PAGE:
It would have been perfectly understandable for the members of Big Star to pursue the same path on their sophomore LP, but that wasn’t in the cards. When Radio City was released in 1974, Chris Bell’s name was nowhere on the record. When he departed the group, he left a slimmed-down Big Star to contend with his ghost; his early contributions remained without credit on such songs as “Back of a Car” and “O My Soul.” His absence is palpable on the LP. The luscious harmonies that distinguished # 1 Record aren’t as plentiful, and the feel overall is quite different. Chilton, who like Bell had demons of his own, was in the driver’s seat for Radio City. With Stephens, Hummel and producer Fry, he crafted an arguably even more intense album that sounds like the work of an artist with something to prove – an edgier record than its predecessor in every respect. With that, however, came sacrifices. If Radio City is a more urgent LP, it also seems less effortless.
“O My Soul” is an impressive high octane opener, but is more sprawling. At 5-1/2 minutes it’s not as compact as the classic nuggets on # 1 Record, but offers plenty that’s memorable, including the lyrical declaration that “I can’t get a license/To drive my car/But I don’t really need it/If I’m a big star!” Chilton’ wrote or co-wrote every track on the LP except for Hummel’s ode to a beguiling mystery woman, “Way Out West.”
Like Big Star’s first effort, Radio City has its share of gutsy rockers. “Life is White” (which asserts itself with the opening kiss-off “Don't like to see your face/ Don't like to hear you talk at all...”) adds smoking harmonica and rollicking barrelhouse piano to its colorful arrangement. “You Get What You Deserve” and “Back of a Car,” the latter an example of universal, blissed-out pop-rock at its finest, both explicitly recalled the sound of # 1 Record with their killer melodic hooks.
All three Big Star members were credited for the darkly lysergic trip of “Daisy Glaze,” but three tracks were completed without Hummel or Stephens' participation. “What’s Goin Ahn” (continuing Big Star’s tradition of obliquely naming its songs) returns to melancholy territory and boasts ethereal harmonies. “Mod Lang” has another impenetrable title, but the rock blues is persuasively sung with grit by Chilton over a backdrop of crunchy guitars. Guest drummer Richard Rosebrough in particular shines on “She’s a Mover,” with Beatle influences coming to the fore in his performance on the drums.
Chilton’s eccentricities are in evidence on the short, piano-and-voice “Morpha Too” and sweet, acoustic guitar-and-voice “I’m in Love with a Girl.” These two short tracks end Radio City; but then, it’s highly unlikely another rocker have topped the song that precedes them: “September Gurls.” Radio City may best be remembered for the song’s power-pop perfection, a little less than three minutes of lusty, youthful joy that explodes from the speakers. It’s refreshing that Chilton chose to end the album on a happy, “up” note, in view of the darkness that would follow when Big Star’s next album was released.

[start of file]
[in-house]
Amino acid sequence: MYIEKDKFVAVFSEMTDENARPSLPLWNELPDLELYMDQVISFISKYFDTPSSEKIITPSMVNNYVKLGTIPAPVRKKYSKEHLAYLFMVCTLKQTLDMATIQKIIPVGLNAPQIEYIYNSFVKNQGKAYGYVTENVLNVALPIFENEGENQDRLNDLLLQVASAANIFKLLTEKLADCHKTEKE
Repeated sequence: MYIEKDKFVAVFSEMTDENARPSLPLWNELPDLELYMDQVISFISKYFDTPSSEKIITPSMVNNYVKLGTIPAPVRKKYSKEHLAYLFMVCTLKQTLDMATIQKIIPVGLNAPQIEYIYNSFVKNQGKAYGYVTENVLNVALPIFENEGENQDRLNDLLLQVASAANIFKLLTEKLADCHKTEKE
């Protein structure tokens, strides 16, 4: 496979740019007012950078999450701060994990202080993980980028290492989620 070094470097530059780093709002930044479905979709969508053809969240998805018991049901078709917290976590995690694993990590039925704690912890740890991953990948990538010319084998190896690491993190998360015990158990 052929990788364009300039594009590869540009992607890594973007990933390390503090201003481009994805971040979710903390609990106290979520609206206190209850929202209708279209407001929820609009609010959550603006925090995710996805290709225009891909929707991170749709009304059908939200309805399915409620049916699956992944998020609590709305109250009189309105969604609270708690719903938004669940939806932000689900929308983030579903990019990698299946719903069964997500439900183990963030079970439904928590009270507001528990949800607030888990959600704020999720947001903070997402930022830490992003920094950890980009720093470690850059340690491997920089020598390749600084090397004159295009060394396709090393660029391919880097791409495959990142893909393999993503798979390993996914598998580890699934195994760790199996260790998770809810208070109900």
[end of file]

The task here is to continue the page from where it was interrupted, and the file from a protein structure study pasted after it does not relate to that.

Neither # 1 Record nor Radio City could prepare listeners for the third Big Star album (1978’s intense, deeply personal Third/Sister Lovers, which had been completed since 1975), and by the end of ’78, Chris Bell was dead. Alex Chilton was off to wrestle with his own troubles. The story might have been finished and the albums relegated to dusty record bins had it not been for younger musicians in bands like R.E.M. and The Replacements. They spoke of Chilton, Bell and Big Star in reverential tones, and in 1993, Chilton and Stephens even reformed the band. (A new album, In Space, arrived under the band moniker in 2005.) By then, all three albums had been reissued on CD, and the cult of Big Star grew. When “In the Street” was selected as the theme to Fox’s hit sitcom That ‘70s Show, the music of Alex Chilton and Chris Bell had finally gone mainstream. Though both Hummel and Chilton passed away at 59 years old in 2010, both men lived long enough to see Big Star receive the adulation it was denied in the 1970s. Jody Stephens keeps the band’s music alive even today.
These new individual reissues allow each album to assert its own identity, and both titles boast an appreciation of the band by R.E.M.’s Mike Mills. Frustratingly, however, it’s the same essay in both titles! George Horn is credited with remastering, and although it’s unclear whether the remasters were prepared especially for these reissues, sound quality is stellar and the best these albums have sounded on compact disc.
Equal parts ebullient and haunting, the first two Big Star albums are among the most enduring records of any era. # 1 Record and Radio City may never have been # 1 records – but there’s a good chance they just might reach the top of your own pops.